In a natural segue, a more resonant guitar grit punctures the trippy organ – bass – drumset perfection.  The crystal clear mix allows our senses to tune into the various guitar pitches simultaneously.  On top of the range, distant wah-wah scrambles for attention in a patchy cooperation with eerily evocative organ (Dirk Jan Müller must have grown up on young Richard Wright’s fastidious harmonizing).  Silvo Franolic’s cymbal splashes pile up layers of dense cloud formations.  The rest of the band needs to soar above these vigorous explosions.  And soar it does.



The title track sounds like a tribute to Brainticket’s organ-led vortex, spinning tenaciously with the ease of “Cottonwoodhill” and taking us for a whirring steamroller ride.  Deposits of annunciatory voices are laid behind these gyrations, while a strained, pentatonic recorder bores holes in this cylindrical domain.  A full-scale guitar cum organ convulsion bursts in flames, only to reveal the unstoppable magmatic flow.  Screechy recorders will have the last word.



Initially, the organ, guitar, bass and drums quartet adopts a more leisurely, trotting pace.  In a monumental entrée, the rhythm section veers off towards the ecstasy of vertigo-inducing passages.  Tom Rückwald appears on bowed acoustic bass, doubled on choir-emulating mellotron.  Silvio Franolic treats his plump drums and tinkling cymbals with measured, downy mallets.  Bittner’s voice is full of painful agony, but despite its menacing quality, the uncanny, tubular vocal carries also crosstextual messages from a long-lost pedigree (e.g. Silberbart, 2066 & Then).  Mellotron’s fake celestial strings close this pleasant déjà entendu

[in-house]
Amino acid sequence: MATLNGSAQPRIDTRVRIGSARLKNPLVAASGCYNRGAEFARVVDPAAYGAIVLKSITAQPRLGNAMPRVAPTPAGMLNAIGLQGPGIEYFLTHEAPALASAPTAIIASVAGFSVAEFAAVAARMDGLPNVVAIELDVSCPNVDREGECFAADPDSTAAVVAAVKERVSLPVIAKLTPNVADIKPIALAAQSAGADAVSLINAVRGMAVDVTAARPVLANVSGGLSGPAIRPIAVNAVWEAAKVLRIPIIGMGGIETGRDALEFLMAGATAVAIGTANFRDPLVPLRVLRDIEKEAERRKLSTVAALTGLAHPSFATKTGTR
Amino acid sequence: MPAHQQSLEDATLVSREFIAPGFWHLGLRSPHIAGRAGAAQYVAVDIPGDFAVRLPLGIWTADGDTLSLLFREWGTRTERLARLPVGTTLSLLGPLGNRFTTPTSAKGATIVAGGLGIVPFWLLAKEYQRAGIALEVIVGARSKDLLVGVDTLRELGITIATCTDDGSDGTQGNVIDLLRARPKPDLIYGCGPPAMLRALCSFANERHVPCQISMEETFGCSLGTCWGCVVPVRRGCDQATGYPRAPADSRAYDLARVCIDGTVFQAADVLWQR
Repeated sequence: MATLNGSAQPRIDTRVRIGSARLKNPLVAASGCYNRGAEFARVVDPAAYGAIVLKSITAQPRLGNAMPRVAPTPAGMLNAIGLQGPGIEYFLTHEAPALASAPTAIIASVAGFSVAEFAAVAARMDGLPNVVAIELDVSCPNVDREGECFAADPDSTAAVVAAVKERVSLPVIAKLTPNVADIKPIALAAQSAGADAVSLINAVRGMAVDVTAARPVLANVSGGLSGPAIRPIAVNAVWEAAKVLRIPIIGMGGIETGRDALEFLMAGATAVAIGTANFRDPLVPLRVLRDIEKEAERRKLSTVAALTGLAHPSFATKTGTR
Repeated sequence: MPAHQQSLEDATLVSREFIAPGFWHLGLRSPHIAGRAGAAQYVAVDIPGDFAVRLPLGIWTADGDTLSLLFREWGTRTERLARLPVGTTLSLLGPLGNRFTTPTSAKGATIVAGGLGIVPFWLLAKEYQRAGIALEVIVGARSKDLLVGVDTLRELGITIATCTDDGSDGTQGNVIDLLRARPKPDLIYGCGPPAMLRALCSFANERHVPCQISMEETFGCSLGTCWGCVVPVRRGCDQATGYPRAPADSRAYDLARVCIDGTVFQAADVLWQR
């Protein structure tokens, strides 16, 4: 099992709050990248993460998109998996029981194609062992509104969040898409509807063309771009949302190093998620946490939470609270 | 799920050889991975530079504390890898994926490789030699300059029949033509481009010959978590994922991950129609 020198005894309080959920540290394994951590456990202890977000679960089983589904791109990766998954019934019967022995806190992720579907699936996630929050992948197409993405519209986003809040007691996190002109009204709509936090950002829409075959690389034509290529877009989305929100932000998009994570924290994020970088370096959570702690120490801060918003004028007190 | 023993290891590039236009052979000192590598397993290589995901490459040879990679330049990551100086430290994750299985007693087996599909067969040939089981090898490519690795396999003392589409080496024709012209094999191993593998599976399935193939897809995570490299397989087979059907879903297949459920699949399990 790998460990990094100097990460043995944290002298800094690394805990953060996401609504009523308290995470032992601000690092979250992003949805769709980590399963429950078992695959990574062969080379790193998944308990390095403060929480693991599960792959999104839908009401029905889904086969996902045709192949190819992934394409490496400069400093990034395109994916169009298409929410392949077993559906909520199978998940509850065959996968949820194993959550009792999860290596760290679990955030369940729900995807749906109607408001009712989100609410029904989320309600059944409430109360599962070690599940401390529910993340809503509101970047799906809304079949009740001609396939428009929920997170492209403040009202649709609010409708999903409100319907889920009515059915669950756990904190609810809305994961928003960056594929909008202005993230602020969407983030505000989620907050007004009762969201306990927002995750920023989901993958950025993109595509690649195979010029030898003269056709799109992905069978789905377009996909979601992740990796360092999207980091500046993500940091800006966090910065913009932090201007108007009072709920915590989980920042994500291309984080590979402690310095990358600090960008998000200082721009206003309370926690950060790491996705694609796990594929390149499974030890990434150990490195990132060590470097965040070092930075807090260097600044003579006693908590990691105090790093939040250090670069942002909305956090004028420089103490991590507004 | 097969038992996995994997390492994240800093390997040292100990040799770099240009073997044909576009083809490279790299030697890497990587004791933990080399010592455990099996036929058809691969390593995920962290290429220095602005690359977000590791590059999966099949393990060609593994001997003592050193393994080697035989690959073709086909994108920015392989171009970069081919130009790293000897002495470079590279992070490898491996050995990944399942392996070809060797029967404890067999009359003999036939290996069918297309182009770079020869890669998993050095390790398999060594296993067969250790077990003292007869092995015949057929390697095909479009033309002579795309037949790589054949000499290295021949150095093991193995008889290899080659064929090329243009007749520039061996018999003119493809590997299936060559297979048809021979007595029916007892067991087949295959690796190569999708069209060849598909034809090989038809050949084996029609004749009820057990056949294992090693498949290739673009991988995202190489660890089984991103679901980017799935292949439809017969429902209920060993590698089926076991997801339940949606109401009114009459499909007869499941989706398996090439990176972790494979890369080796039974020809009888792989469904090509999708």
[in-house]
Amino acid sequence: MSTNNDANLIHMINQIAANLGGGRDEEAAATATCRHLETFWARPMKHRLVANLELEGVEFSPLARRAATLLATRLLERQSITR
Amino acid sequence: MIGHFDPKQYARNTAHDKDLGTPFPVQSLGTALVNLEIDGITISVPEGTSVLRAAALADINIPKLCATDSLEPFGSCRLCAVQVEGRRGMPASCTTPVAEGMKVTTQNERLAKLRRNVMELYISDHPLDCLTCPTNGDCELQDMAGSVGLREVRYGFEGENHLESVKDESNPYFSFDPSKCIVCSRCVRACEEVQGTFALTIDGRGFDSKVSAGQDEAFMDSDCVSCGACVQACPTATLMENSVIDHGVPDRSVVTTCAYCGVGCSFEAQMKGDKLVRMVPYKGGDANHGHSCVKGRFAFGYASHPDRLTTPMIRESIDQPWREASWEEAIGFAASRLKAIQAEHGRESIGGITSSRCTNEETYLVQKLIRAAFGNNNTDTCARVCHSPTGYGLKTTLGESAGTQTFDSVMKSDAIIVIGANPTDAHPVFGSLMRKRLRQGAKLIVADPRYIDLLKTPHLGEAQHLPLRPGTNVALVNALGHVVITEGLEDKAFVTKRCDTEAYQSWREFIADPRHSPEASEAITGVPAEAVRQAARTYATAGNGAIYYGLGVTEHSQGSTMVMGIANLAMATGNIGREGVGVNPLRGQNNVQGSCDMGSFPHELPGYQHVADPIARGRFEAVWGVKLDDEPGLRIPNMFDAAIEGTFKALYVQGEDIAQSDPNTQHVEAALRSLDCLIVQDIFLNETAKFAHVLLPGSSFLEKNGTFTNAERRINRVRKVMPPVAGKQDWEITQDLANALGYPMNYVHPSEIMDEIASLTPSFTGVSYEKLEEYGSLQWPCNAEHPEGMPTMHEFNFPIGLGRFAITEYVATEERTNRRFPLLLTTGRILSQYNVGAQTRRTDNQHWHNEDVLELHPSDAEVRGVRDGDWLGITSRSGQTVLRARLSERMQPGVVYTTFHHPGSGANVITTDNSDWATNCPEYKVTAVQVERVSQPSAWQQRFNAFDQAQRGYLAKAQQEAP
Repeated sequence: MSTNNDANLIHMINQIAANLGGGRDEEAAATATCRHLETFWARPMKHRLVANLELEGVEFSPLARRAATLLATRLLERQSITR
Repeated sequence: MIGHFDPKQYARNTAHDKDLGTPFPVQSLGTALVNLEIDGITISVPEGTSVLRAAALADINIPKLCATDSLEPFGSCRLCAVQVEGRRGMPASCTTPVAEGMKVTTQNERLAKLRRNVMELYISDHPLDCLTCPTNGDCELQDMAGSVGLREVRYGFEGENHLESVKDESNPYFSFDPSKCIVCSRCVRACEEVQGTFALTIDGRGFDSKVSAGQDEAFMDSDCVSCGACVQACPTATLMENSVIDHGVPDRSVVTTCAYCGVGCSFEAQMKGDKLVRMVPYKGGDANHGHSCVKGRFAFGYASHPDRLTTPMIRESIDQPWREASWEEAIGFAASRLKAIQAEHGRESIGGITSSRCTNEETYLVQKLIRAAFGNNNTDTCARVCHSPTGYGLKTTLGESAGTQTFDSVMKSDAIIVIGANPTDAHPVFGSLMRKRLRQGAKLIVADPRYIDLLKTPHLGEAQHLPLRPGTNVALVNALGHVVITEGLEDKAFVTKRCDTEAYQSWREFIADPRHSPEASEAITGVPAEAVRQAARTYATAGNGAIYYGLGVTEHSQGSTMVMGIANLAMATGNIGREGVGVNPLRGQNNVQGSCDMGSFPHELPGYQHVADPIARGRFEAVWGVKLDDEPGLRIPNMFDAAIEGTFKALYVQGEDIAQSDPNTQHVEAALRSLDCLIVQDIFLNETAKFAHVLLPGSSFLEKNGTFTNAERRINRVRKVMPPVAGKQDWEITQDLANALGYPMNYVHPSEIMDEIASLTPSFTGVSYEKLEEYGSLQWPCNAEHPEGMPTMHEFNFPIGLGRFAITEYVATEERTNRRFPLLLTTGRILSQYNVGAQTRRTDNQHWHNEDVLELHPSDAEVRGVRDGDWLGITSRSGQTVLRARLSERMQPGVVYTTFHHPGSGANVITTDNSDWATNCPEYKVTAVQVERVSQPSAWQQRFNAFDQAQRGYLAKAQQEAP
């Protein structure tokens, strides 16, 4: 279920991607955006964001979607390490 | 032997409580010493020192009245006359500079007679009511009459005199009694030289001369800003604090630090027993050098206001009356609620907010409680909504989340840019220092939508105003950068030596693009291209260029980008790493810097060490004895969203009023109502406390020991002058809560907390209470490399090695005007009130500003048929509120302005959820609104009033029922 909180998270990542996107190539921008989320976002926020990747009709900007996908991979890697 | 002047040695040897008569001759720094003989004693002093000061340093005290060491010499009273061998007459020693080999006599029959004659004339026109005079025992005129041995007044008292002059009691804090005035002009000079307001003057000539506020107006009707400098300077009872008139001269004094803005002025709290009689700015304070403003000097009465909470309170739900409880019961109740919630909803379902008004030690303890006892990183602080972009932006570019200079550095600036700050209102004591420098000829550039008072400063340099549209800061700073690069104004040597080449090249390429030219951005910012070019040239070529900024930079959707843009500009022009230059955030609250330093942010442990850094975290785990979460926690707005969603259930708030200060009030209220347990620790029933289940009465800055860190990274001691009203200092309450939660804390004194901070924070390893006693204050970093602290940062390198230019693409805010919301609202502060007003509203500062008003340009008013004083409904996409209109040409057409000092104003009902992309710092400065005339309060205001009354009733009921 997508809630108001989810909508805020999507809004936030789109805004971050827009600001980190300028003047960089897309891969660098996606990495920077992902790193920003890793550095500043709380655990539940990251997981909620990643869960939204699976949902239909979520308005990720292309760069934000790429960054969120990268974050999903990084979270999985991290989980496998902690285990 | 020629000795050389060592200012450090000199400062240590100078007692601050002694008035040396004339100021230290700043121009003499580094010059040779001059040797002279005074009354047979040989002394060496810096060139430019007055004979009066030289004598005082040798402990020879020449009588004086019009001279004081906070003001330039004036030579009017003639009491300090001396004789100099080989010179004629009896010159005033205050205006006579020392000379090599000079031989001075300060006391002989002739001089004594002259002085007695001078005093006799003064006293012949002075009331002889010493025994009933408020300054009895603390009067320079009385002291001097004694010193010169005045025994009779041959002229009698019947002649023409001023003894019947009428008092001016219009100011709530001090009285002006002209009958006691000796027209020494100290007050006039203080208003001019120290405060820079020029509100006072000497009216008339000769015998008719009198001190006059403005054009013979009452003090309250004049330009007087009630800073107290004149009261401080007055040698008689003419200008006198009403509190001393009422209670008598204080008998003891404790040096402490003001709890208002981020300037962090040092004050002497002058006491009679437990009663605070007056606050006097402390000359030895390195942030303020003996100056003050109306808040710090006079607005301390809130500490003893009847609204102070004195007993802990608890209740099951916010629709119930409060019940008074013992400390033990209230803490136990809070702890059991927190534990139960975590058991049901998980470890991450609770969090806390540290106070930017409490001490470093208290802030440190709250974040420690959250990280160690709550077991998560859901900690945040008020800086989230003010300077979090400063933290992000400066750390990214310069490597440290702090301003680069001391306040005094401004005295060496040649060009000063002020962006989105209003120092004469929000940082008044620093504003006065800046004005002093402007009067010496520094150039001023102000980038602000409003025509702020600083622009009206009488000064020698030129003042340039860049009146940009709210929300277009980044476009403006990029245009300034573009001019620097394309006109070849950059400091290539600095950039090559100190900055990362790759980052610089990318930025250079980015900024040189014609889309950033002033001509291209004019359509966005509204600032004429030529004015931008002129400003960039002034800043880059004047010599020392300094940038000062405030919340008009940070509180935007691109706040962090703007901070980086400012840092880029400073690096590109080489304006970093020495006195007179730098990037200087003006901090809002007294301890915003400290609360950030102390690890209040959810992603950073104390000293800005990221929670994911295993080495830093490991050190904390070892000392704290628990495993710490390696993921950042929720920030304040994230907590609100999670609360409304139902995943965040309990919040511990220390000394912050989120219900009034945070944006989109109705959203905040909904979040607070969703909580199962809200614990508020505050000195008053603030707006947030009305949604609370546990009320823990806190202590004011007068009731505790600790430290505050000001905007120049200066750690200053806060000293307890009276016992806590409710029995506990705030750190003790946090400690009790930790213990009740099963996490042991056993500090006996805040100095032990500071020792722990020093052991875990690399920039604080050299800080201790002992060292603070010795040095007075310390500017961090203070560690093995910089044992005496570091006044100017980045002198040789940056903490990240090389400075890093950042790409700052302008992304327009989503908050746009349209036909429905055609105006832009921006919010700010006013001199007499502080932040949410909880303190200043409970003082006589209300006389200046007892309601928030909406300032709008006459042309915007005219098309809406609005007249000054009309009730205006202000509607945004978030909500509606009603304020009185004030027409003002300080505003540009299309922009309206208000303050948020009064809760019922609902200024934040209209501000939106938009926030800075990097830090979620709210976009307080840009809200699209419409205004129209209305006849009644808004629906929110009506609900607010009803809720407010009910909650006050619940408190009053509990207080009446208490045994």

Acoustic guitar succumbs to a sound forest of hand drums, cortales, and thrown coins.  A funky interaction arises from the thumping electric bass and teasing soft rolls harvested with brushes by the drummer.  The band unleashes sonic debris – stereotyped ‘Bahnhof’ announcements, flippant effects from someone’s oral cavity, persuasive girls, manual tooth brushing, an old-time alarm clock, an electric shaver.  But underneath, this is but a circular funky rondo – a fairly conventional musical joke.



We are now almost on a midsummer, Latin party terrain.  When the initial frenzy clears, a female voice adapts to the reigning climactic condition.  The hyperactive, but harmless, blithe beach guitars are reminiscent of latter-day Can’s dubious explorations into oases of rhythmic optimism.  Several isolated notes on a Spanish guitar shut this chapter.



After this 2-track parenthesis, the mood turns again, courtesy a threatening harmonium.  This catatonic instrument, rescued from oblivion 30 years ago by Univers Zero, is accompanied here by an intimate guitar, organ, drums and flute.  Electric Orange brings yet other memories of their nation’s formative Blütezeit.  The way the dispassionate recitation has been mixed in brings to mind the declamations by Walter Wegmüller or Sergius Golowin.  Acoustic bass and breathy flute frame the structure, supported by molten organ, much like early Gila – both in gesture and in form.